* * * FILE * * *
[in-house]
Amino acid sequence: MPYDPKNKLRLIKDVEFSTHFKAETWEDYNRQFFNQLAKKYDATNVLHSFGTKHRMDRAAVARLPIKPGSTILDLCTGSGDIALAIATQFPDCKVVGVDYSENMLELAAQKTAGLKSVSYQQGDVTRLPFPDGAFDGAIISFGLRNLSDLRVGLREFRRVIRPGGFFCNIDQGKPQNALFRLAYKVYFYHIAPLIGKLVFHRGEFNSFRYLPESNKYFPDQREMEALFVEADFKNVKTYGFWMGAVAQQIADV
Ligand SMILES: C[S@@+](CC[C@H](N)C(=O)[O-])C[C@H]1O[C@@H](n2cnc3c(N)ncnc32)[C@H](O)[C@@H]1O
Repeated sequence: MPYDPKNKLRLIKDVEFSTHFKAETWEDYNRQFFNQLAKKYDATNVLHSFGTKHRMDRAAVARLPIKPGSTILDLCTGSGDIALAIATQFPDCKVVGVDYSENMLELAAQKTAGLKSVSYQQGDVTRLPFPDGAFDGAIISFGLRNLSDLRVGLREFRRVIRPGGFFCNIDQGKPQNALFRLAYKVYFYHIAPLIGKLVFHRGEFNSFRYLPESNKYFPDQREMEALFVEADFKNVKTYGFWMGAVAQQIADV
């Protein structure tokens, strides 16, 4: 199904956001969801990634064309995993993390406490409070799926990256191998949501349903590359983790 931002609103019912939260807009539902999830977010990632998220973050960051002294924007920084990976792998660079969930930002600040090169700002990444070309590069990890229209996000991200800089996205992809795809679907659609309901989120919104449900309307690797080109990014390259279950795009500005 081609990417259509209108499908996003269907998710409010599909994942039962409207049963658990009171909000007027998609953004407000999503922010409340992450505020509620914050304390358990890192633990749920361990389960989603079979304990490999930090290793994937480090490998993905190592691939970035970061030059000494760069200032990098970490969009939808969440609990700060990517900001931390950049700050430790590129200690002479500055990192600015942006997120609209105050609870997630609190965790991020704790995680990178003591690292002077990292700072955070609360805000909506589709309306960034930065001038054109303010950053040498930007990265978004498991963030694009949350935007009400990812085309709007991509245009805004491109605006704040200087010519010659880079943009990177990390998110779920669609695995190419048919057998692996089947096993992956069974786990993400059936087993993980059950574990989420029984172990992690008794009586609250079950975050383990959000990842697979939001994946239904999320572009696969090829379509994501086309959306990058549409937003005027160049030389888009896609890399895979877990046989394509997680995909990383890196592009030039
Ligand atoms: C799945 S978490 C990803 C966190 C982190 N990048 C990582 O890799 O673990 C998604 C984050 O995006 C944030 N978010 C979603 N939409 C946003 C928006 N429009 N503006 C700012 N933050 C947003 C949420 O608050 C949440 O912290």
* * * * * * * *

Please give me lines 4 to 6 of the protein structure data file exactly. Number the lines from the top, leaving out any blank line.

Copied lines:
Repeated sequence: MPYDPKNKLRLIKDVEFSTHFKAETWEDYNRQFFNQLAKKYDATNVLHSFGTKHRMDRAAVARLPIKPGSTILDLCTGSGDIALAIATQFPDCKVVGVDYSENMLELAAQKTAGLKSVSYQQGDVTRLPFPDGAFDGAIISFGLRNLSDLRVGLREFRRVIRPGGFFCNIDQGKPQNALFRLAYKVYFYHIAPLIGKLVFHRGEFNSFRYLPESNKYFPDQREMEALFVEADFKNVKTYGFWMGAVAQQIADV
């Protein structure tokens, strides 16, 4: 199904956001969801990634064309995993993390406490409070799926990256191998949501349903590359983790 931002609103019912939260807009539902999830977010990632998220973050960051002294924007920084990976792998660079969930930002600040090169700002990444070309590069990890229209996000991200800089996205992809795809679907659609309901989120919104449900309307690797080109990014390259279950795009500005 081609990417259509209108499908996003269907998710409010599909994942039962409207049963658990009171909000007027998609953004407000999503922010409340992450505020509620914050304390358990890192633990749920361990389960989603079979304990490999930090290793994937480090490998993905190592691939970035970061030059000494760069200032990098970490969009939808969440609990700060990517900001931390950049700050430790590129200690002479500055990192600015942006997120609209105050609870997630609190965790991020704790995680990178003591690292002077990292700072955070609360805000909506589709309306960034930065001038054109303010950053040498930007990265978004498991963030694009949350935007009400990812085309709007991509245009805004491109605006704040200087010519010659880079943009990177990390998110779920669609695995190419048919057998692996089947096993992956069974786990993400059936087993993980059950574990989420029984172990992690008794009586609250079950975050383990959000990842697979939001994946239904999320572009696969090829379509994501086309959306990058549409937003005027160049030389888009896609890399895979877990046989394509997680995909990383890196592009030039
Ligand atoms: C799945 S978490 C990803 C966190 C982190 N990048 C990582 O890799 O673990 C998604 C984050 O995006 C944030 N978010 C979603 N939409 C946003 C928006 N429009 N503006 C700012 N933050 C947003 C949420 O608050 C949440 O912290």